President Obama on Wednesday called on some of the nation’s top corporate executives to use their influence to avoid a showdown over the debt limit. The Republican Party’s brinkmanship on the debt ceiling is driven by what Obama called a “small faction” in Congress, which is demanding the repeal of the health care reform law in exchange for funding the government and possibly raising the debt limit so that the United States doesn’t default on its debt.
Speaking to the Business Roundtable in Washington, D.C., an association of chief executive officers from some of America’s biggest companies, Obama reaffirmed what he has been saying for months: He will not negotiate with Republicans over raising the debt ceiling.
“It is going to be important for all of you I think over the next several weeks to understand what’s at stake and to make sure that you are using your influence” to end Washington brinkmanship, Obama said, calling for a return to negotiations that do not “promise apocalypse every three months.”
The president lambasted the Republican strategy of using the debt ceiling to demand policies the GOP doesn’t have the votes to implement otherwise. “What I will not do is to create a habit, a pattern, whereby the full faith and credit of the United States becomes a bargaining chip to set policy,” he said. “It would fundamentally change how American government functions.” He added that when Republicans first threatened not to raise the debt limit in 2011, "we had negative growth at a time when the recovery just trying to take off."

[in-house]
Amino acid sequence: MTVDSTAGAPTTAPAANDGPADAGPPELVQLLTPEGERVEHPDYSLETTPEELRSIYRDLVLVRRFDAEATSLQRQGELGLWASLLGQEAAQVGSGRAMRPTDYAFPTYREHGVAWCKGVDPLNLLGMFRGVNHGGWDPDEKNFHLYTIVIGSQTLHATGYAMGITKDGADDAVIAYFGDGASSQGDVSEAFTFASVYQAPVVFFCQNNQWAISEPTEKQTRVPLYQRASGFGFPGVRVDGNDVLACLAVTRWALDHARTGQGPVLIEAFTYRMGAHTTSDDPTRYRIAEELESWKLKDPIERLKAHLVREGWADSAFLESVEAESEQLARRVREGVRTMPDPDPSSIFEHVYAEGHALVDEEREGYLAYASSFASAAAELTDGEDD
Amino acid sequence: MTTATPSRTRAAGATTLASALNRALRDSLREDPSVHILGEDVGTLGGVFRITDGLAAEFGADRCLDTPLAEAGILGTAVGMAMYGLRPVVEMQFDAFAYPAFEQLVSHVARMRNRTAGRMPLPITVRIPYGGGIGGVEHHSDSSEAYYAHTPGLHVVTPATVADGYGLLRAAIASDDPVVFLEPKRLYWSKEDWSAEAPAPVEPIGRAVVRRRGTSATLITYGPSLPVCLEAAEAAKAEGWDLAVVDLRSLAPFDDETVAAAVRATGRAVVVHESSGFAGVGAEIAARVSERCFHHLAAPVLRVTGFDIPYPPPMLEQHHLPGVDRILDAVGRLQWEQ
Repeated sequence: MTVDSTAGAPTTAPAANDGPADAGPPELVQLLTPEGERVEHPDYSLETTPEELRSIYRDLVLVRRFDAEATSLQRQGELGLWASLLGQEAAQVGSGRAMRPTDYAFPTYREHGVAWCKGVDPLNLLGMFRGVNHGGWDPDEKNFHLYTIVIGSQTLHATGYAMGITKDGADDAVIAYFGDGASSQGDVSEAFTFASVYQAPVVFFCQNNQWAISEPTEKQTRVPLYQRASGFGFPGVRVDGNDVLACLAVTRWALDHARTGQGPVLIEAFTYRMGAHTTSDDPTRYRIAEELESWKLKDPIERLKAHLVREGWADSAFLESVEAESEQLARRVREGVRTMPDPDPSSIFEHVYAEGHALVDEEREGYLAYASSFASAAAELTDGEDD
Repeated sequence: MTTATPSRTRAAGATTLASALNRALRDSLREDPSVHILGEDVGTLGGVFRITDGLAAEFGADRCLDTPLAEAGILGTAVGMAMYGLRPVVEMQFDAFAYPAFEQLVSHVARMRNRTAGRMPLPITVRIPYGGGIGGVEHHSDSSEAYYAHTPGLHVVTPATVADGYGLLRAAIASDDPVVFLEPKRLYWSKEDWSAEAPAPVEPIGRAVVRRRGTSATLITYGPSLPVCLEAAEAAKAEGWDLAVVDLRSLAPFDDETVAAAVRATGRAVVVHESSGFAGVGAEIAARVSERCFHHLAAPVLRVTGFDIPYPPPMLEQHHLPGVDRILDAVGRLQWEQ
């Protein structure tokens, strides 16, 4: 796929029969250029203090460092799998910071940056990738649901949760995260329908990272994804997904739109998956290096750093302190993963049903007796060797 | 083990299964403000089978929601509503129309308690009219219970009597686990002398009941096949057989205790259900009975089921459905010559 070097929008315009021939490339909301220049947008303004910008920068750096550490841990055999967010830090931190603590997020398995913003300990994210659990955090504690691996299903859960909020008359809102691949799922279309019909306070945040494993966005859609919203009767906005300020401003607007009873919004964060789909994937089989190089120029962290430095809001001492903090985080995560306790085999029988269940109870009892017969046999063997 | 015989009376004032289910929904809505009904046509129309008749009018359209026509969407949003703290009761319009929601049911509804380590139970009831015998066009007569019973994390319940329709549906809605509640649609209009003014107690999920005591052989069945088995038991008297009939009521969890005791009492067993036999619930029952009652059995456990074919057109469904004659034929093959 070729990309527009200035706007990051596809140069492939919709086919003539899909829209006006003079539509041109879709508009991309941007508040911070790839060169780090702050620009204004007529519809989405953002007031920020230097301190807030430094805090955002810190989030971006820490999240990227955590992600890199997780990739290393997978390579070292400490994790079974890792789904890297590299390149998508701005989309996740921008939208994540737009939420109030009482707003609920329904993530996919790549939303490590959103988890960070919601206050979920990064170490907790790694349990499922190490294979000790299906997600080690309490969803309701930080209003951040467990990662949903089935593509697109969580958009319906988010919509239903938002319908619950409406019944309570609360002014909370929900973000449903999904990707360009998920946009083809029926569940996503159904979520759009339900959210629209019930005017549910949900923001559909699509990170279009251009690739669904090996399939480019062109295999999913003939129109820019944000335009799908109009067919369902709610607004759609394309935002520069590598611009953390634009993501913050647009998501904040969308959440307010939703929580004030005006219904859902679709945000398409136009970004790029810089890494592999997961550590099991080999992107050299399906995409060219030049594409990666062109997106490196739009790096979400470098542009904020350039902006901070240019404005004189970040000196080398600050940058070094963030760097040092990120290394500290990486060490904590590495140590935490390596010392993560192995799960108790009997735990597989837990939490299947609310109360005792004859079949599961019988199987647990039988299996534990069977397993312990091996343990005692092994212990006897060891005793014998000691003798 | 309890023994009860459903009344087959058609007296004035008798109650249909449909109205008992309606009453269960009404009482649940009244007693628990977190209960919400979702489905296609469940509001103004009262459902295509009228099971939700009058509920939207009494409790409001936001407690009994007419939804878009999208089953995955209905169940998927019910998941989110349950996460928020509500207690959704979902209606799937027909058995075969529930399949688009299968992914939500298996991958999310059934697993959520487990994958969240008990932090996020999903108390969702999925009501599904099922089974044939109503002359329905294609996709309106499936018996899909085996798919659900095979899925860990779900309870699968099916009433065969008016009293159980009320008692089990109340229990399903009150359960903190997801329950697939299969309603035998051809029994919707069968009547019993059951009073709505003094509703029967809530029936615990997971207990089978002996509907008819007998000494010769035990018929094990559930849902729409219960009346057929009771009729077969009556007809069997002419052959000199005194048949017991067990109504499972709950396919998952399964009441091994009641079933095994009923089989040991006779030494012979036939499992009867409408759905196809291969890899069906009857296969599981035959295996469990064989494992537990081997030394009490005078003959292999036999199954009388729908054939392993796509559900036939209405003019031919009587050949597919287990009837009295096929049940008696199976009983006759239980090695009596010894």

Commemorating the five-year anniversary of the financial crisis, Obama noted how far the economy has come since its near collapse this time in 2008, but acknowledged that there is still far to go for a full recovery. But he did take the time to point out the progress made on reducing the deficit in recent years.
“The deficits have been coming down at the fastest rate since World War II,” he said. “The deficit’s been cut in half since I came into office.”
The Congressional Budget Office estimates the deficit will be $670 billion when the 2013 budget year ends at the end of the month – a major reduction from last year’s $1.09 trillion.
Obama stressed that near-term discretionary spending, money going toward things like education and research and development, is not a cause for concern. Instead, the danger is long-term fiscal health driven by spending on entitlements and health care costs, the latter of which, he noted, has been reined in by health care reform. He stressed his willingness to work on these long-term problems.
On the other side of the debate, Republicans are accusing Obama of "brinkmanship" over the debt ceiling. During a Joint Economic Committee hearing on the economic costs of a debt ceiling fight, Republican Reps. Kevin Brady of Texas and Sean Duffy of Wisconsin both claimed Obama's unwillingness to negotiate on the debt ceiling was the real source of "brinkmanship" in Washington.